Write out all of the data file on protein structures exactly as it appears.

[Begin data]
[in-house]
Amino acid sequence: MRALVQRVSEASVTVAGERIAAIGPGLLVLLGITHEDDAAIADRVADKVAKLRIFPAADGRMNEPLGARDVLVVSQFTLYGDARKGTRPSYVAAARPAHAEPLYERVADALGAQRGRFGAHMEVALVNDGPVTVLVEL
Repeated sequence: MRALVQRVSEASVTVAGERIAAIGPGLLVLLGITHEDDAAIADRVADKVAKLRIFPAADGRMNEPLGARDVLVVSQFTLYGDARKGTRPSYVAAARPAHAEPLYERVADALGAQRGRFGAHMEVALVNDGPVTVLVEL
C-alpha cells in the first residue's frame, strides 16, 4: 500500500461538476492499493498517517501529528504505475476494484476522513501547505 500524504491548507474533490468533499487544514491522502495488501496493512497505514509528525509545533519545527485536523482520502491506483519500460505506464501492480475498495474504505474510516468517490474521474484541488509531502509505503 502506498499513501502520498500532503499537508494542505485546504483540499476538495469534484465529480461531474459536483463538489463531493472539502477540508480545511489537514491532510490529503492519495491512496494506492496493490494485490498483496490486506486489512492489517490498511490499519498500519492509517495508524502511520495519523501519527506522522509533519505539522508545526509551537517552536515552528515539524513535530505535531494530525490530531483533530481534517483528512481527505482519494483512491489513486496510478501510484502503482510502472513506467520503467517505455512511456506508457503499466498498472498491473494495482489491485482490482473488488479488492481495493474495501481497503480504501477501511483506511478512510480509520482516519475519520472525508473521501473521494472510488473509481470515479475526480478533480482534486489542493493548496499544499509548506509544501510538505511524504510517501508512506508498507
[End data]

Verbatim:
[in-house]
Amino acid sequence: MRALVQRVSEASVTVAGERIAAIGPGLLVLLGITHEDDAAIADRVADKVAKLRIFPAADGRMNEPLGARDVLVVSQFTLYGDARKGTRPSYVAAARPAHAEPLYERVADALGAQRGRFGAHMEVALVNDGPVTVLVEL
Repeated sequence: MRALVQRVSEASVTVAGERIAAIGPGLLVLLGITHEDDAAIADRVADKVAKLRIFPAADGRMNEPLGARDVLVVSQFTLYGDARKGTRPSYVAAARPAHAEPLYERVADALGAQRGRFGAHMEVALVNDGPVTVLVEL
C-alpha cells in the first residue's frame, strides 16, 4: 500500500461538476492499493498517517501529528504505475476494484476522513501547505 500524504491548507474533490468533499487544514491522502495488501496493512497505514509528525509545533519545527485536523482520502491506483519500460505506464501492480475498495474504505474510516468517490474521474484541488509531502509505503 502506498499513501502520498500532503499537508494542505485546504483540499476538495469534484465529480461531474459536483463538489463531493472539502477540508480545511489537514491532510490529503492519495491512496494506492496493490494485490498483496490486506486489512492489517490498511490499519498500519492509517495508524502511520495519523501519527506522522509533519505539522508545526509551537517552536515552528515539524513535530505535531494530525490530531483533530481534517483528512481527505482519494483512491489513486496510478501510484502503482510502472513506467520503467517505455512511456506508457503499466498498472498491473494495482489491485482490482473488488479488492481495493474495501481497503480504501477501511483506511478512510480509520482516519475519520472525508473521501473521494472510488473509481470515479475526480478533480482534486489542493493548496499544499509548506509544501510538505511524504510517501508512506508498507